Porsche Automobil Holding SE : Porsche Holding Ekes Out Profit Despite Large One-Off Charge
03/15/2012| 04:15am US/Eastern
By Christoph Rauwald
Porsche Automobil Holding SE (PAH3.XE) Thursday reported a net profit in 2011 despite a large one-off charge and said it expects to remain in the black this year, despite possibly another similar charge.
The company eked out a net profit of EUR37 million after the revaluation of options to sell the remaining 50.1% stake in its core sports car business to Volkswagen AG (VOW.XE) shaved EUR4.37 billion from earnings.
"We expect Porsche SE to generate a significant profit before special effects at group level in ... 2012," Chief Financial Officer Hans Dieter Poetsch said in a prepared speech. He said another one-off effect related to the option valuation will occur in 2012, but it is uncertain if it will be negative or positive. Poetsch noted, however, that the earnings impact will be "considerably smaller than in 2011".
"All in all, and taking into consideration this special effect, Porsche SE considers a profit after tax in ... 2012 to be highly probable," he said. Porsche didn't provide a corresponding net profit figure for 2010 as it adjusted its fiscal year to match the calendar year.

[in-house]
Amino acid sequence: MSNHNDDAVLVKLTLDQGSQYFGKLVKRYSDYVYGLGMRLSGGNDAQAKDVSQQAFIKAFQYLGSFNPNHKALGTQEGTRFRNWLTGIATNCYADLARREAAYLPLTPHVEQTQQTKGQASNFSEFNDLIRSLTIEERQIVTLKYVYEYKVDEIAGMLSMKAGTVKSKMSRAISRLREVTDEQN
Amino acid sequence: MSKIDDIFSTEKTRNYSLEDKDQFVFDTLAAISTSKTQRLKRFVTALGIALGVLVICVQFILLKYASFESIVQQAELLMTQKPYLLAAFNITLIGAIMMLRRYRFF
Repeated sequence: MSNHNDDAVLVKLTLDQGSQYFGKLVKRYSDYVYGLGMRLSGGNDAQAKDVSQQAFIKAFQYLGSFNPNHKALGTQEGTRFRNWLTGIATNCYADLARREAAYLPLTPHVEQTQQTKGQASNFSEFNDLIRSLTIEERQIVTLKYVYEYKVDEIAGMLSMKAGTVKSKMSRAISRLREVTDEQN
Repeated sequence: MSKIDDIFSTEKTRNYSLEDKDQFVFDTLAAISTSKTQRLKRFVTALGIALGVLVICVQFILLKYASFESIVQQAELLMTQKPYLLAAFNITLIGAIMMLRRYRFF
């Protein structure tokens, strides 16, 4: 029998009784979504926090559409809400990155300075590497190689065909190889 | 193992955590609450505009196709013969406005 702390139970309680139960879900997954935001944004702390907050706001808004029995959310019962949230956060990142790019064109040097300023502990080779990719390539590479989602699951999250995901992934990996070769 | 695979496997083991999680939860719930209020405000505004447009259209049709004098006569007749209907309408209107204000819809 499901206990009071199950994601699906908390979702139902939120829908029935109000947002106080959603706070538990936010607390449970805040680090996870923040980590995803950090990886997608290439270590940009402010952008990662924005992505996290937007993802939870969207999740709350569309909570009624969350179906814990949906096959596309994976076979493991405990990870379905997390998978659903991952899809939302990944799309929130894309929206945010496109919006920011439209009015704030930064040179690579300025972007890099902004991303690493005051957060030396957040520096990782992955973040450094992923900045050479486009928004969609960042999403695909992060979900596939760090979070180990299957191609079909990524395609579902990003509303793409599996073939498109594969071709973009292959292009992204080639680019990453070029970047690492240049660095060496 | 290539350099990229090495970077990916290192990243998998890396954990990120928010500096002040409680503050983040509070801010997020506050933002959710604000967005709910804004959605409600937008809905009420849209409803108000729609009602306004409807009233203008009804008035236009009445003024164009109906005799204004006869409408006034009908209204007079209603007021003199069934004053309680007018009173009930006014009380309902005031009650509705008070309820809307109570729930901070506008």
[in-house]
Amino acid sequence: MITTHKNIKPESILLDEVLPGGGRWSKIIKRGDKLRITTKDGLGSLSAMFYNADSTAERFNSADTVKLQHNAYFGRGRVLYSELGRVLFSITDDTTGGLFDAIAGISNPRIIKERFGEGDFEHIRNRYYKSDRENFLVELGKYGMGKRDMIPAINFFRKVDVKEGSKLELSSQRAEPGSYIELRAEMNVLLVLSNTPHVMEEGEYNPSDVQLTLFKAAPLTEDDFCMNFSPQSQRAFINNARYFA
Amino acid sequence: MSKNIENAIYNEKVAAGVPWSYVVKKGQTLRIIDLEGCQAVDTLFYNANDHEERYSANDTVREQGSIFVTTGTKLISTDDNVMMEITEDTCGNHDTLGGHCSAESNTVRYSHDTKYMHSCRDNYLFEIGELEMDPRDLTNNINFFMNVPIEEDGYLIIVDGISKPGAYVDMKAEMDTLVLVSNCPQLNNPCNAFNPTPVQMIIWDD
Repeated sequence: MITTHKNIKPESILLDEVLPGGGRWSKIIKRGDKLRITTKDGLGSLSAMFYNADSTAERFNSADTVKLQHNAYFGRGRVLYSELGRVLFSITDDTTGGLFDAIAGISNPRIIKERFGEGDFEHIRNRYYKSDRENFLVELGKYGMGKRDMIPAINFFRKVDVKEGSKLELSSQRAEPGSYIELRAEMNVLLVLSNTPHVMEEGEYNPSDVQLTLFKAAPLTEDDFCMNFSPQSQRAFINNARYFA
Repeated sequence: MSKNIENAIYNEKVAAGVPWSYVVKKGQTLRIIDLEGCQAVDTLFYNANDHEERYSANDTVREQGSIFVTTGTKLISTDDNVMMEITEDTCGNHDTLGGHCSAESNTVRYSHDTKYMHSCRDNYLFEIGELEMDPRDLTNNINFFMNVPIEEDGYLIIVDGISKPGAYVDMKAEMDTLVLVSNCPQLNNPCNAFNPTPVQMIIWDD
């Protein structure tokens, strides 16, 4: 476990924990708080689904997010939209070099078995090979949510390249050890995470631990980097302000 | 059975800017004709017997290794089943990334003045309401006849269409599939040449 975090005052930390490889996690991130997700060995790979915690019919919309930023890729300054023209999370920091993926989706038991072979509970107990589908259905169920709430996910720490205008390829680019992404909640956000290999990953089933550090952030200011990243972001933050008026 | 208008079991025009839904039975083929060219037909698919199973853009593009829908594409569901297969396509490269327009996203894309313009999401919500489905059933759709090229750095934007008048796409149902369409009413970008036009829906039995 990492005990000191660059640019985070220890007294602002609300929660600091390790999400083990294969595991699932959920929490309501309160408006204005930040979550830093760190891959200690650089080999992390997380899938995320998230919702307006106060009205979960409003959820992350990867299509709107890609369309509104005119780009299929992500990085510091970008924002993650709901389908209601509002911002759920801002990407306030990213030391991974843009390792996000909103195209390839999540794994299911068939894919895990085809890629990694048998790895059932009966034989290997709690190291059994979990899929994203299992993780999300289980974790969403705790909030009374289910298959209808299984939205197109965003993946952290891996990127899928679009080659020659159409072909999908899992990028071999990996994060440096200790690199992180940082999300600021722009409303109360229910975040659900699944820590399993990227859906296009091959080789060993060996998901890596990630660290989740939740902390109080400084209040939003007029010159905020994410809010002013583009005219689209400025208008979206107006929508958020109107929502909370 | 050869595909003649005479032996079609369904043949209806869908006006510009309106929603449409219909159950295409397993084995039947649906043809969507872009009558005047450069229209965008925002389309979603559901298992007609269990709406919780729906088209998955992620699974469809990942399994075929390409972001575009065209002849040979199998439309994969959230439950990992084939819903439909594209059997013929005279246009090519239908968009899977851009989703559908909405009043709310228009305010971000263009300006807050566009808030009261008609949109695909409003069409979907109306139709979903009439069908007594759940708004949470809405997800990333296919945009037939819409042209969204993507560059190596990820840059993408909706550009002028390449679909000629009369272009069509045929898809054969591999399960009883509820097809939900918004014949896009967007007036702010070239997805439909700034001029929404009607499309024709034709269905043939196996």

Porsche plans to pay a dividend of EUR0.76 per preference share and EUR0.75 per ordinary share.
Chief Executive Martin Winterkorn reiterated that the goal to forge an integrated company with Volkswagen remains unchanged.
"We are committed to and will continue working towards this objective ... the integrated automotive group will be realized," Winterkorn said.
Winterkorn and Poetsch are also CEO and CFO of Volkswagen after Porsche's ill-fated attempt to take over the much-larger peer collapsed in 2009 and triggered the departure of the Stuttgart-based firm's previous management.
Porsche's holding firm is an umbrella organization comprising the sports car business and a 50.73% voting stake in Volkswagen. Both the sportscar unit and Volkswagen reported 2011 earnings numbers earlier this month.
As part of a complex agreement signed in August 2009 to forge a joint company, Volkswagen and Porsche granted each other put and call options to integrate Porsche's sports car business into Volkswagen if a decision on a fully-fledged merger couldn't be reached by the end of 2011.
As part of the deal, Volkswagen acquired a 49.9% stake in Porsche's sports car unit for around EUR3.9 billion.
But the companies were forced to abandon the initial merger plan last year because of insurmountable legal and tax obstacles. Several international investment funds and other investors accuse Porsche of cornering the market in 2008 during its ill-fated debt-financed takeover attempt of Volkswagen, which collapsed when credit markets dried up.
-By Christoph Rauwald, Dow Jones Newswires; +49 69 29 725 512; firstname.lastname@example.org